• The type of work? Consulting in its various forms, e.g. analyzing and improving processes (could be operational, HR, IT or internal infrastructure/back office related), benchmarking, specific projects, etc… Financial – could be traditional commercial banking, investment banking (equity/debt raises and M&A), sales and trading, institutional asset management, private wealth management, private equity, hedge funds, research, the list goes on.

  • Who are your clients? Fortune 500, domestic, international, solid regional companies, start-ups (main street or tech/biotech).

  • How important is it to live in NYC?

  • How much of this is the prestige of saying you work for McKinsey, BCG, Bain, Goldman Sachs, Morgan Stanley, JP Morgan, etc…?

As you sort through this rubric, you may come up with different alternative end goals. What is most important is to do well at any school you attend and begin the internship/networking process asap. This will optimize your options.


OP: You are very fortunate to have received so many comments from members here. Although you are still young, you need to start learning about types of Wall Street jobs and determine what division(s) you might actually thrive in.

Wall Street is a very, very broad term. By that term, most people refer to the bulge-bracket firms (investment banks such as Goldman Sachs, Morgan Stanley, BoA Merrill Lynch, JP Morgan, Credit Suisse, UBS, etc.) which contains many divisions, such as conventional investment banking, proprietary trading, investment research, sales & trading.

Outside those firms, you have mutual fund companies, investment departments of insurance companies, pension funds, and alternative investment firms (hedge funds, private equity funds, venture capital, real estate, etc.)

Each function/structure requires a vastly different set of skills, so it is impossible to generalize. I suggest that you familiarize yourself with them before you decide which school(s) might serve you the best. IMHO, your own skill set and ambitions will carry you much farther than the name of your college, as long as you are qualified for the role(s) you aspire to be in.

We are here to field more questions. Good luck!


This list surveys undergraduate representation of entry-level analysts at Goldman Sachs, Citi, JP Morgan, Bank of American Merrill Lynch, Morgan Stanley, Credit Suisse, Barclays, UBS, Evercore, Jefferies, Lazard, Moelis & Company, and Centerview Partners.

Top feeder rankings, by total # of employed:

  1. Penn (489)
  2. NYU (302)
  3. Columbia (267)
  4. Harvard (254)
  5. Cornell (245)
  6. Georgetown (225)
  7. UChicago (224)
  8. Berkeley (203)
  9. Michigan (194)
  10. Yale (181)
  11. Duke (146)
  12. USC (144)
  13. UT-Austin (142)
  14. Notre Dame (136)
  15. UVA (132)
  16. Princeton (131)
  17. Boston College (127)
  18. Brown (122)
  19. Dartmouth (119)
  20. UCLA (111)
  21. Stanford (110)
  22. UNC-Chapel Hill (88)
  23. Northwestern (84)
  24. Vanderbilt (84)
  25. Emory (82)
  26. SMU (72)
  27. WashU (53)
  28. Middlebury (50)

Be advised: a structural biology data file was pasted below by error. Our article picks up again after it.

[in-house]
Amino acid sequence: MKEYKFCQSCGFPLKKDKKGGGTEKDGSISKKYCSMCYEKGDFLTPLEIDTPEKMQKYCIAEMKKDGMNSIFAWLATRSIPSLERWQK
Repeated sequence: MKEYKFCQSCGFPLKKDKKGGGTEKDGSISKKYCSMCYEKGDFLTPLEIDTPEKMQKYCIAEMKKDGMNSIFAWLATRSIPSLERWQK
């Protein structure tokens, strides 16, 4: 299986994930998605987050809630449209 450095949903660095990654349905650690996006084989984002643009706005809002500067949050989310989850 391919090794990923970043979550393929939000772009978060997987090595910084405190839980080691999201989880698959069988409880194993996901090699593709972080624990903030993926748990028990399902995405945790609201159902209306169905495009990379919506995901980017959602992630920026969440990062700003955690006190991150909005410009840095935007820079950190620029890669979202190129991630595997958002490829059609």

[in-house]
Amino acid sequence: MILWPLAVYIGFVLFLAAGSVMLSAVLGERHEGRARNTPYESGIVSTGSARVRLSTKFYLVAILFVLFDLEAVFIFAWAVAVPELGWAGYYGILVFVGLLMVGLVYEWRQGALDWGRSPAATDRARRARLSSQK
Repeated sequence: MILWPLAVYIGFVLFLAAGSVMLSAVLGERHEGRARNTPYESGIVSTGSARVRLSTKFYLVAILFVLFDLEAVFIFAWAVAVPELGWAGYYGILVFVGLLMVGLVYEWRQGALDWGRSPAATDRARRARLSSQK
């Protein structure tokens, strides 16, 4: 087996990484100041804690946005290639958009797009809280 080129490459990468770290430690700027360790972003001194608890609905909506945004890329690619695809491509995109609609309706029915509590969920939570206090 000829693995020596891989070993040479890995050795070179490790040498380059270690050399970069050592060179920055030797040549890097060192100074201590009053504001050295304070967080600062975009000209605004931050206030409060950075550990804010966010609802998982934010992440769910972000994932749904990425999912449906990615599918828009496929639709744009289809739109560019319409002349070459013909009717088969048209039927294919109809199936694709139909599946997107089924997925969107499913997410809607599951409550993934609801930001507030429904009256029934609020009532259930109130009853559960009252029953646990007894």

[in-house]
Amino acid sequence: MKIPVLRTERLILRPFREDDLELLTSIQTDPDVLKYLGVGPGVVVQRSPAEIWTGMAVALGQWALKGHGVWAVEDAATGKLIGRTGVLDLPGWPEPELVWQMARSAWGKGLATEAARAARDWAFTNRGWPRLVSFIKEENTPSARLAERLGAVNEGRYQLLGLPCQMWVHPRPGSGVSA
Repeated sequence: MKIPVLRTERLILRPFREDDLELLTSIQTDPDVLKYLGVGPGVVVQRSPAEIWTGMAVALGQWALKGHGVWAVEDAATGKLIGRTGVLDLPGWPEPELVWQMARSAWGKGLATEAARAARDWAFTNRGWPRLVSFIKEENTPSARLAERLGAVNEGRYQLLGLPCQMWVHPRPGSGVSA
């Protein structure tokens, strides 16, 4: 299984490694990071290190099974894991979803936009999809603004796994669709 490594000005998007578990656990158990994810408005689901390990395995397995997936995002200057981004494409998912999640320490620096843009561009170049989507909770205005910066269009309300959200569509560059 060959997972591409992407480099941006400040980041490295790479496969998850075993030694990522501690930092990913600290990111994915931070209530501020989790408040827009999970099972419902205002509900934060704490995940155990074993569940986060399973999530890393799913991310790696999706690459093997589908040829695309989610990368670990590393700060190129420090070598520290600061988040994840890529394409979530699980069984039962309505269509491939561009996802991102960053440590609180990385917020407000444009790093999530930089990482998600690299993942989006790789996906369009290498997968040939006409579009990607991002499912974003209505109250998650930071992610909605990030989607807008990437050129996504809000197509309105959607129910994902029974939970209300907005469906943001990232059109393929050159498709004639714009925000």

29. MIT (49)
  30. Northeastern (44)

Top feeder rankings, adjusted by undergrad enrollment:

  1. Penn (489)
  2. Columbia (267)
  3. Harvard (254)
  4. UChicago (224)
  5. Yale (181)
  6. Georgetown (225)
  7. Dartmouth (119)
  8. Princeton (131)
  9. Duke (146)
  10. Williams (43)
  11. Claremont McKenna (27)
  12. Middlebury (50)
  13. Amherst (33)
  14. Brown (122)
  15. Washington and Lee (31)
  16. Cornell (245)
  17. Notre Dame (136)
  18. Stanford (110)
  19. Boston College (127)
  20. Vanderbilt (84)
  21. Emory (82)
  22. Bowdoin (21)
  23. NYU (302)
  24. Colgate (32)
  25. SMU (72)
  26. MIT (49)
  27. Northwestern (84)
  28. Wellesley (21)
  29. Swarthmore (13)
  30. UVA (132)

Interesting that Middlebury ranks higher than Williams in total numbers but Williams ranks higher than Middlebury when adjusted for school size.

I’d agree that UVA is a bit better than Michigan but both are outstanding. It’s interesting that only one public is in the Top 30 and Bowdoin has a better shot than Michigan as a % of undergrad enrollment. It goes to show how outstanding many of these private schools are across the board while many publics are only restrictive for engineering, business and performing arts.

Interesting, especially after adjustment for undergrad enrollment, but what is missing is the total number of undergrads who even pursue a career in finance, but that is a hard number to get. Penn is so high because a large proportion of the kids going to Wharton are gunning for such a career path from the start. Same for Stern or other undergrad BSchools. There is greater career aspiration diversity in many schools, especially as you get into large publics. Maybe treating undergrad business schools as their own entity would be more incisive.

Perhaps another way to identify “feeders” is to take these 13 employers and identify the schools where they all (or pick a number like 80%) do on-campus recruiting. Also, it would be interesting to cut the place of employment data by taking each bank and showing the top 2 schools represented.


P&Q website provides some of the info. that you noted.

Just like the comparison of two colleges’ acceptance rates can mislead because of the strengths of their different applicant pools, comparing the percentages of their graduates going into finance can be even more misleading because of different interests and intentions of their different graduates.